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On The Upper Room Discourse Re-Release For Lent 2024

Lent 2016 Devotional—March 5


Cover of Lent 2015 Devotional Book from Water from RockRevelation 11:15-18

Then the seventh angel blew his trumpet, and there were loud voices in heaven, saying,

“The kingdom of the world has become the kingdom of our Lord
    and of his Messiah,
and he will reign forever and ever.”

Then the twenty-four elders who sit on their thrones before God fell on their faces and worshiped God, singing,

“We give you thanks, Lord God Almighty,
    who are and who were,
for you have taken your great power
    and begun to reign.
The nations raged,
    but your wrath has come,
    and the time for judging the dead,
for rewarding your servants, the prophets
    and saints and all who fear your name,
    both small and great,
and for destroying those who destroy the earth.”

March 5th

See the bottom of this post for how to use this daily devotional


READ ALOUD Revelation 11:15-18


What are your thoughts, your feelings when you hear that God is coming to judge the world? Few of us welcome the prospect of standing before a judge. In the modern West we hear the word “judge” and we usually think of someone wearing a black robe, looking at us sternly, pointing a finger and handing down a judgment against us. It’s pretty scary!

But the thought of standing before a judge in Biblical times stirred very different thoughts and feelings. Princeton theologian Patrick Miller writes about the positive image that the judge had in the Bible:

Rather than the understanding of God as judge being a negative image for the righteous, it is the only hope, the court of last resort…When the human systems of justice and administration fail to deliver the oppressed, they cry out for help and vindication, for a right judgment by God. (They Cried to the Lord: The Form and Theology of Biblical Prayer)

Again and again in Scripture for God to act as judge means for Him to save His people. “Throughout the Bible those who experience God’s deliverance experience it through judgment.” (James M. Hamilton, “The Glory of God in Salvation through Judgment”: The Center for Biblical Theology, Tyndale Bulletin, vol. 57) In fact there is a whole book in the Bible called “Judges” that tells of God raising up “saviors” or “judges” like Gideon, Deborah, Ehud and Barak to save Israel from her enemies. “Then the LORD raised up judges, who delivered them out of the power of those who plundered them” (Judges 2:16).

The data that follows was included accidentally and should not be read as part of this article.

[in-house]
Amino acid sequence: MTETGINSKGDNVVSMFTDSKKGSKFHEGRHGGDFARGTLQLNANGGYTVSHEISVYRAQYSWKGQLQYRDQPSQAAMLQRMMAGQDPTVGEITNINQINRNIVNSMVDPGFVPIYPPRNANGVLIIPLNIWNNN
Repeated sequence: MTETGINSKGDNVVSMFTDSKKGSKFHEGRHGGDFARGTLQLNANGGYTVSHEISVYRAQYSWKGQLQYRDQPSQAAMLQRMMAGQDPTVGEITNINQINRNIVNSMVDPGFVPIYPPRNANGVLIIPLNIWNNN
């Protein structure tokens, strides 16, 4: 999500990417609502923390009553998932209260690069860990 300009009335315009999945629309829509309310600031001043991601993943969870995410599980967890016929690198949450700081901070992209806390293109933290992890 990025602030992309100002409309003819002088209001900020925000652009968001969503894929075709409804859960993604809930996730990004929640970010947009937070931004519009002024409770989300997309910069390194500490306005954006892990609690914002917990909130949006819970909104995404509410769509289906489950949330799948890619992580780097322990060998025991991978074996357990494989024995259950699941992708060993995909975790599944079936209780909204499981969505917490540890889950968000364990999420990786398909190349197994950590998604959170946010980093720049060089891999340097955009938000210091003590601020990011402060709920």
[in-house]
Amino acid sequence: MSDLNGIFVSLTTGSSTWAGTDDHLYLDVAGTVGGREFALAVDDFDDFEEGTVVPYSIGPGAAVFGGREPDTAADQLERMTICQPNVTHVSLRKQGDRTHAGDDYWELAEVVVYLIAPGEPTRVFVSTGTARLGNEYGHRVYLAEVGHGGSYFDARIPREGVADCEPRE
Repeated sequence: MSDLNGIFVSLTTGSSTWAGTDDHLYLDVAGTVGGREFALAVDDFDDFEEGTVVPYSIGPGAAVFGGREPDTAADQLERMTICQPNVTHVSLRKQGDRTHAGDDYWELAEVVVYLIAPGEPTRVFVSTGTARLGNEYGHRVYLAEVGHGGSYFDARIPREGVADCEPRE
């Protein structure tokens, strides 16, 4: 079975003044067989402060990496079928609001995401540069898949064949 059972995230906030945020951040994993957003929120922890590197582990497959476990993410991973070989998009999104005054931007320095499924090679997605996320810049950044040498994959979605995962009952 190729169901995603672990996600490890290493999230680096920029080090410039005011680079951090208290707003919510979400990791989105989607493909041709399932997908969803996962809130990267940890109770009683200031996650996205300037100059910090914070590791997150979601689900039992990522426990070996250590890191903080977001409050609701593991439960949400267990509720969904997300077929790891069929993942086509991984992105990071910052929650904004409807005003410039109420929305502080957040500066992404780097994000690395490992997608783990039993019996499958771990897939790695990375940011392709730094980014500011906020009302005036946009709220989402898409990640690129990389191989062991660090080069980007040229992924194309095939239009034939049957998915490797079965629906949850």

Thus the psalmists repeatedly rejoice and praise God for His promise to come and judge the world: “Let the heavens be glad, and let the earth rejoice…exult…sing for joy before the LORD; for he is coming, for he is coming to judge the earth” (Psalm 96:11-13). To know God as judge is to know that He is coming to set things right; He is coming to restore all that is broken. Therefore, “Let Mount Zion be glad, let the towns of Judah rejoice because of your judgements” (Psalm 48:11). God’s judgment means no more oppression, no more suffering, no more pain, no more sorrow. No more hospitals, prisons, cemeteries. God is coming to judge the world!

And yet, Eugene Peterson points out:

…many of us have stopped thinking about the future. Fear of the bomb and an unthinkable holocaust drives us to squeeze what we can from the present…Unlike people today, New Testament Christians eagerly awaited and longed for the future.They believed the complete reign of Christ on earth was a more certain reality than the seeming victory of evil. (Introducing Revelation)

In today’s worship song we see that God has appointed a day for judging, and “destroying those who destroy the earth”. “This is the ultimate meaning of God’s judgement…for his wonderful creation to be rescued from the forces of anti-matter, of anti-creation, of anti-life. It is a time for death to die.” (N. T. Wright, Revelation for Everyone)

God will be our helper! He will be our judge, overcoming the powers of darkness and death. “Rise up, O judge of the earth” (Psalm 94:2). Come, Lord Jesus and help your people! We worship you!

READ ALOUD Revelation 11:15-18



This daily Lenten devotional takes up eight songs of worship from The Revelation. It is significant that this is the only book in the Bible promising a blessing on those who read it, specifically: “Blessed is the one who reads aloud the words of the prophecy” (Revelation 1:3 NRSV). Each section of this devotional presents a song for your audible reading, reflection and worship. Each day you will:

  • PRAY asking God to bless this time you devote to Him
  • READ ALOUD the worship song and text for the day
  • REFLECT on the daily reading
  • READ ALOUD again the worship song and text for the day
  • WORSHIP God each day in a way that is meaningful for you. The way in which you worship might vary day to day. Depending on the day, you might choose to talk with God about what you are thinking and feeling about the song, or meditate on the worship song, or intercede for others, or sing, or be silent before God. Ask God to guide you.

We pray that God use these worship songs of The Revelation to reveal His glory to you and bless you as you center your life in Him.

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